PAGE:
I’d like to begin our conversation about homosexuality and the Bible by inviting you to think with me about what precisely Moses had in mind when he commanded that a man who “lies with a man as with a woman” must be put to death.
There is no record in the Torah of two men seeking to share their lives together as companions and lovers. There are two instances in the Torah of men lying with men as with a woman. It seems likely to me that when Moses commands the death penalty for a man lying with a man that he was addressing these practices that are described in two separate passages in the Torah. Let’s consider each of these two passages.
In Genesis 19, we read the story of Sodom, from which the terms “sodomy” and “sodomite” are drawn. In this story, two angels (in both Hebrew and Greek the word “angel” means “messenger”) came from God, and visited the town of Sodom. Lot, Abraham’s nephew, invited the men to lodge with him for the night. Here’s what Genesis says: “Before they had gone to bed, all the men from every part of the city of Sodom—both young and old—surrounded the house. They called to Lot, ‘Where are the men who came to you tonight? Bring them out to us so that we can have sex with them.’ Lot went outside to meet them and shut the door behind him and said, ‘No, my friends. Don’t do this wicked thing. Look, I have two daughters who have never slept with a man. Let me bring them out to you, and you can do what you like with them. But don’t do anything to these men, for they have come under the protection of my roof ’ ” (Genesis 19:4–8, niv).
Once again we see the strange patriarchal world in which the Bible was shaped, as Lot offers his two daughters to be raped by the men of Sodom rather than giving up the strangers he’s just met (a story virtually identical to the one that occurs in Judges 19 with the Levite’s concubine and the men of Gibeah).
But here’s the question I would ask related to this story: is this story really about loving, committed homosexual relationships? Had the town’s men gang-raped Lot’s daughters, would this story be about loving, committed heterosexual relationships? Of course not. Did the men of Sodom consider themselves homosexual? All of them? Or was their attack upon these strangers a way of demonstrating power over them, humiliating them, while violently gratifying their own sexual desires?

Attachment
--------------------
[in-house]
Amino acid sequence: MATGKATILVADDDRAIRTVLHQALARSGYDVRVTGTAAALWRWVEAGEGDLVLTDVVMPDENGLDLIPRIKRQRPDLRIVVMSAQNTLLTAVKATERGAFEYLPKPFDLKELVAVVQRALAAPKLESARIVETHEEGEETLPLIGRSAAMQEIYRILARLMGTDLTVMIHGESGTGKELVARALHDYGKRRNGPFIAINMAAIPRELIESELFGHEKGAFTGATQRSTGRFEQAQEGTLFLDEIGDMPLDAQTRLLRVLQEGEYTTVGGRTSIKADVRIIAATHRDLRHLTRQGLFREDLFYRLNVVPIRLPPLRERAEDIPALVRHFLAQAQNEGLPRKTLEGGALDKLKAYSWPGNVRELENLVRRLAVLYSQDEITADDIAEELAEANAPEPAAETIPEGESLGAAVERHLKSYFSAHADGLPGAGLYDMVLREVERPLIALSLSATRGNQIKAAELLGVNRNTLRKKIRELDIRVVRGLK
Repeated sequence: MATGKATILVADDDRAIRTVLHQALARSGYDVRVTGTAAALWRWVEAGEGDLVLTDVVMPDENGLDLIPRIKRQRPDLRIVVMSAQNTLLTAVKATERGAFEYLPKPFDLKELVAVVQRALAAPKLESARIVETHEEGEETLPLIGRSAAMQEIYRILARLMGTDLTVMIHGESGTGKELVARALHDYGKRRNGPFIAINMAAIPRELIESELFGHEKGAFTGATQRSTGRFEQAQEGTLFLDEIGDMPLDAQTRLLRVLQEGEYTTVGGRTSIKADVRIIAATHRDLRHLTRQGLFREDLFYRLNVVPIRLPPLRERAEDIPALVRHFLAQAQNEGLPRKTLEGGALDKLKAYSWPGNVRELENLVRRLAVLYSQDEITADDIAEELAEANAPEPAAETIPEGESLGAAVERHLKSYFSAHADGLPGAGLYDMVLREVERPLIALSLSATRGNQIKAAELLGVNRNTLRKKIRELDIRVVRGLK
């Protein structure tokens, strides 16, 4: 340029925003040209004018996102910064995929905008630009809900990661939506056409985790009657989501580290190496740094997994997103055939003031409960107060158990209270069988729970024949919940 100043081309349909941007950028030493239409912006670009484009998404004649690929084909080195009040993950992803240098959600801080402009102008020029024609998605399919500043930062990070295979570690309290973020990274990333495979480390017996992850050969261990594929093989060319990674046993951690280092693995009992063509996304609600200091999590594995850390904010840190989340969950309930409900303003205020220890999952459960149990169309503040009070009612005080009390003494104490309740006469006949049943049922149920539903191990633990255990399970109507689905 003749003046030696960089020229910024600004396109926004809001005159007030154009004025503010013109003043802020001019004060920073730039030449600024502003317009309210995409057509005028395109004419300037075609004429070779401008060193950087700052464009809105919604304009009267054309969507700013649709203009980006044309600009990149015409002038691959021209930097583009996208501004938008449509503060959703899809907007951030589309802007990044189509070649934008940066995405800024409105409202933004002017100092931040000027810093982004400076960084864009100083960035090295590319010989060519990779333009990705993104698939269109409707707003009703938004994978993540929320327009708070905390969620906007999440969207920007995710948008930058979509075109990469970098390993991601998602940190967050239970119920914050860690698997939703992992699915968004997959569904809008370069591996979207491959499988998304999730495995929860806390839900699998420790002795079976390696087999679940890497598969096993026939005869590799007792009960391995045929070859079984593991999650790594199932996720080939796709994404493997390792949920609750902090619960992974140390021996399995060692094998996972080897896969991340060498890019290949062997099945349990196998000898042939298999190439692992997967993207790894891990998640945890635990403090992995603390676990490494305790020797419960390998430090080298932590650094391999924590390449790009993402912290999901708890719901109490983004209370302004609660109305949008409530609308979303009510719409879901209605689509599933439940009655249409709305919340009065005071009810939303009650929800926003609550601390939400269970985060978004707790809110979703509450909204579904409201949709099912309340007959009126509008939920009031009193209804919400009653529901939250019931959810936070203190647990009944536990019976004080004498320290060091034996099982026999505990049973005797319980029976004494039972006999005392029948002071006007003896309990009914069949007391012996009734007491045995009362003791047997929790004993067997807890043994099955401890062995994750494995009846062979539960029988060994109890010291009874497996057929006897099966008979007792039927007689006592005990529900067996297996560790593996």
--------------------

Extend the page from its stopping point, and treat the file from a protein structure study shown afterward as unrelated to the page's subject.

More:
I’m reminded of the story of Scott Howard, who was repeatedly raped by members of a prison gang called 211 Crew while serving time in the Colorado Department of Corrections. The 211 Crew was known for a vocal hatred of homosexuals. Yet they raped men in prison suspected of being gay. Rape was a means of demonstrating power over others. What relationship does this kind of gang-rape have to loving, committed relationships between two people of the same sex? None that I can see.
I doubt any of the men of Sodom would have considered themselves homosexual by our definitions today. Genesis 18 tells us the people of Sodom regularly practiced evil. This attempted gang rape was just the latest in a long line of horrible things the people of Sodom had done.
Centuries later, God would say through the prophet Ezekiel, “This was the guilt of your sister Sodom: she and her daughters had pride, excess of food, and prosperous ease, but did not aid the poor and needy. They were haughty, and did abominable things before me; therefore I removed them when I saw it.” Among the abominable things they did was to attempt to gang-rape two strangers who had come to town, in addition to having pride, hoarding food, and not aiding the poor and needy.
It is worth noting that the story of the attempted gang rape in Sodom is the only example of same-sex sexual activity in the Torah up to this point. Could this have been the backdrop to Leviticus 18:22 and 20:1? Given that this is the only occurrence of a “man lying with a man” is it at least possible that Leviticus 18:22 and 20:13 were condemning homosexual rape rather than anything approximating two people sharing their lives in a loving relationship?
It is also possible that Moses was condemning the pagan use of “sacred” or temple prostitution in Leviticus 18:22 and 20:13. Deuteronomy 23:17–18 says, “None of the daughters of Israel shall be a temple prostitute; none of the sons of Israel shall be a temple prostitute. You shall not bring the fee of a prostitute or the wages of a male prostitute into the house of the Lord your God in payment for any vow, for both of these are abhorrent to the Lord your God.” We know little about this practice, but it appears to either have been some kind of fertility ritual or sex for pay with the payment going to support the temple of the pagan deity for which the prostitute worked. If this was the model for sex between men, then Moses’s commands in Leviticus 18 and 20 may have been prohibiting Israelite men from visiting pagan male temple prostitutes and thus practicing idolatry. Once again, this practice was a far cry from two people of the same gender sharing their lives together.
There’s another possible way of understanding the thinking behind Leviticus 18:22 and 20:13. The Torah classifies a variety of things as natural and unnatural, normal and abnormal. Natural is normative and, by virtue of its normative status, “clean.” What is not “normal” is “unclean.” Other words used in place of “unclean” in the Old Testament are detestable, or a practice, act, or animal might be considered an “abomination.” Homosexuality did not conform to the norm for sexual relations, and hence it was unnatural, unclean, detestable, or an abomination.